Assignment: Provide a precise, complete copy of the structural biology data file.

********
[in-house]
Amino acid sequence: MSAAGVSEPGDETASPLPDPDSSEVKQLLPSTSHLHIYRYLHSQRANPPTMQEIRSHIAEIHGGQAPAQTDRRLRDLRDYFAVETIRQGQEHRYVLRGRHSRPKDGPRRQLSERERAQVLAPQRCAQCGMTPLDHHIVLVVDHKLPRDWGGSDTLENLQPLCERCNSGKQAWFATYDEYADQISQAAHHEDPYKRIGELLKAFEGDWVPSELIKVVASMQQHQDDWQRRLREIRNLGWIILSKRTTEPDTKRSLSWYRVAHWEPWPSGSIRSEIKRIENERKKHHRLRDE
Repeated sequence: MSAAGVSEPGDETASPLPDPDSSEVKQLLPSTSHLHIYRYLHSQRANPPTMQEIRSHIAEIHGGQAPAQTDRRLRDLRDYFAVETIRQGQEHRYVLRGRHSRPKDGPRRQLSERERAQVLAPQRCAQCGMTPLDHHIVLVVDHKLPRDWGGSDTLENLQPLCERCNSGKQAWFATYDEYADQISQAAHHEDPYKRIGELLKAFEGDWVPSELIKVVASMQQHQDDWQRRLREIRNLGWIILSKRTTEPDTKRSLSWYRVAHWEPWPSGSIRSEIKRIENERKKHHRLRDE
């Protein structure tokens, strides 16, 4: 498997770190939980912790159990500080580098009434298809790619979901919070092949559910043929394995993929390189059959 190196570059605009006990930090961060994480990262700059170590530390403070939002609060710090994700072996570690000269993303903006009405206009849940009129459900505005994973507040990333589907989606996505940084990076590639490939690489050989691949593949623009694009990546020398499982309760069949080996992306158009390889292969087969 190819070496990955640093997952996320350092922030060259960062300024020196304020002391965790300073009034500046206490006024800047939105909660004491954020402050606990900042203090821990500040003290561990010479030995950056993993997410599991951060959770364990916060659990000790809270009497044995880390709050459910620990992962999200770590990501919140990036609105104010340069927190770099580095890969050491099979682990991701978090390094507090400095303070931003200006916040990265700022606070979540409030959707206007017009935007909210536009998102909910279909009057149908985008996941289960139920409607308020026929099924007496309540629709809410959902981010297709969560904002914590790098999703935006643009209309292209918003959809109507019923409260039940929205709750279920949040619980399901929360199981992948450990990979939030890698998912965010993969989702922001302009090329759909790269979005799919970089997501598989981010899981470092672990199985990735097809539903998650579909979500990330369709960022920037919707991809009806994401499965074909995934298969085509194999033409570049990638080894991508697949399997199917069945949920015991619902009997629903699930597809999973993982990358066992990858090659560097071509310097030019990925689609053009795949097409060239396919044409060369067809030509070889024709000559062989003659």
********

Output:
[in-house]
Amino acid sequence: MSAAGVSEPGDETASPLPDPDSSEVKQLLPSTSHLHIYRYLHSQRANPPTMQEIRSHIAEIHGGQAPAQTDRRLRDLRDYFAVETIRQGQEHRYVLRGRHSRPKDGPRRQLSERERAQVLAPQRCAQCGMTPLDHHIVLVVDHKLPRDWGGSDTLENLQPLCERCNSGKQAWFATYDEYADQISQAAHHEDPYKRIGELLKAFEGDWVPSELIKVVASMQQHQDDWQRRLREIRNLGWIILSKRTTEPDTKRSLSWYRVAHWEPWPSGSIRSEIKRIENERKKHHRLRDE
Repeated sequence: MSAAGVSEPGDETASPLPDPDSSEVKQLLPSTSHLHIYRYLHSQRANPPTMQEIRSHIAEIHGGQAPAQTDRRLRDLRDYFAVETIRQGQEHRYVLRGRHSRPKDGPRRQLSERERAQVLAPQRCAQCGMTPLDHHIVLVVDHKLPRDWGGSDTLENLQPLCERCNSGKQAWFATYDEYADQISQAAHHEDPYKRIGELLKAFEGDWVPSELIKVVASMQQHQDDWQRRLREIRNLGWIILSKRTTEPDTKRSLSWYRVAHWEPWPSGSIRSEIKRIENERKKHHRLRDE
């Protein structure tokens, strides 16, 4: 498997770190939980912790159990500080580098009434298809790619979901919070092949559910043929394995993929390189059959 190196570059605009006990930090961060994480990262700059170590530390403070939002609060710090994700072996570690000269993303903006009405206009849940009129459900505005994973507040990333589907989606996505940084990076590639490939690489050989691949593949623009694009990546020398499982309760069949080996992306158009390889292969087969 190819070496990955640093997952996320350092922030060259960062300024020196304020002391965790300073009034500046206490006024800047939105909660004491954020402050606990900042203090821990500040003290561990010479030995950056993993997410599991951060959770364990916060659990000790809270009497044995880390709050459910620990992962999200770590990501919140990036609105104010340069927190770099580095890969050491099979682990991701978090390094507090400095303070931003200006916040990265700022606070979540409030959707206007017009935007909210536009998102909910279909009057149908985008996941289960139920409607308020026929099924007496309540629709809410959902981010297709969560904002914590790098999703935006643009209309292209918003959809109507019923409260039940929205709750279920949040619980399901929360199981992948450990990979939030890698998912965010993969989702922001302009090329759909790269979005799919970089997501598989981010899981470092672990199985990735097809539903998650579909979500990330369709960022920037919707991809009806994401499965074909995934298969085509194999033409570049990638080894991508697949399997199917069945949920015991619902009997629903699930597809999973993982990358066992990858090659560097071509310097030019990925689609053009795949097409060239396919044409060369067809030509070889024709000559062989003659």